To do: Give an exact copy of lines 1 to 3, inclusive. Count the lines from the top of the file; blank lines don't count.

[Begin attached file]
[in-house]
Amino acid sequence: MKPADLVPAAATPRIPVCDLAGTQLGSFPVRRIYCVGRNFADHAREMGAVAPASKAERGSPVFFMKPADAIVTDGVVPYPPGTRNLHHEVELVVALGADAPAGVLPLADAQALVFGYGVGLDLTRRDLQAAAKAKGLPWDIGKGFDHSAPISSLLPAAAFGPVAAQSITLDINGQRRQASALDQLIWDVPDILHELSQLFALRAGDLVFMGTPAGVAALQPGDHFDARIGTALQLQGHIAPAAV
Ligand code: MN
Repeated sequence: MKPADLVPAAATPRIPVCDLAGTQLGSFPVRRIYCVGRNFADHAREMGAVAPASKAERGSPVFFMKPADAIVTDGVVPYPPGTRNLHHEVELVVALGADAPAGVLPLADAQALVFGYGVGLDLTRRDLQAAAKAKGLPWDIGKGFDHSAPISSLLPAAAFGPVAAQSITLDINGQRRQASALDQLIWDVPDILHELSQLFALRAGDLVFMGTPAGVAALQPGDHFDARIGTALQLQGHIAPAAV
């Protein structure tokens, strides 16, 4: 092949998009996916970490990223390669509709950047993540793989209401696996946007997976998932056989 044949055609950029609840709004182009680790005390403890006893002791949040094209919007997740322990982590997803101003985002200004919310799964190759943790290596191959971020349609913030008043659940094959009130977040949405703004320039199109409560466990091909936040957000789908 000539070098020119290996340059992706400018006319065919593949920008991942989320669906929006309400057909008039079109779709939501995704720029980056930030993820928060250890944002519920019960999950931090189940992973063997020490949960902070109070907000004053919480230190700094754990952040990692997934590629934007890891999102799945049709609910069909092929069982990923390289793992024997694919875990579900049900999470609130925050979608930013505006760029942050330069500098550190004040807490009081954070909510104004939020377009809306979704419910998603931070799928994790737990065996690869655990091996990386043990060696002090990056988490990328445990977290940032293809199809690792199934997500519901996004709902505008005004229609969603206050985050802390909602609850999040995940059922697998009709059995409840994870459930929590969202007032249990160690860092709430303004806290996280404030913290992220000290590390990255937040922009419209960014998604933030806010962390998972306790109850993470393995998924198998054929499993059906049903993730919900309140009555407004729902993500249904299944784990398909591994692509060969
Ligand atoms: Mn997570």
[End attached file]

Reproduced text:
[in-house]
Amino acid sequence: MKPADLVPAAATPRIPVCDLAGTQLGSFPVRRIYCVGRNFADHAREMGAVAPASKAERGSPVFFMKPADAIVTDGVVPYPPGTRNLHHEVELVVALGADAPAGVLPLADAQALVFGYGVGLDLTRRDLQAAAKAKGLPWDIGKGFDHSAPISSLLPAAAFGPVAAQSITLDINGQRRQASALDQLIWDVPDILHELSQLFALRAGDLVFMGTPAGVAALQPGDHFDARIGTALQLQGHIAPAAV
Ligand code: MN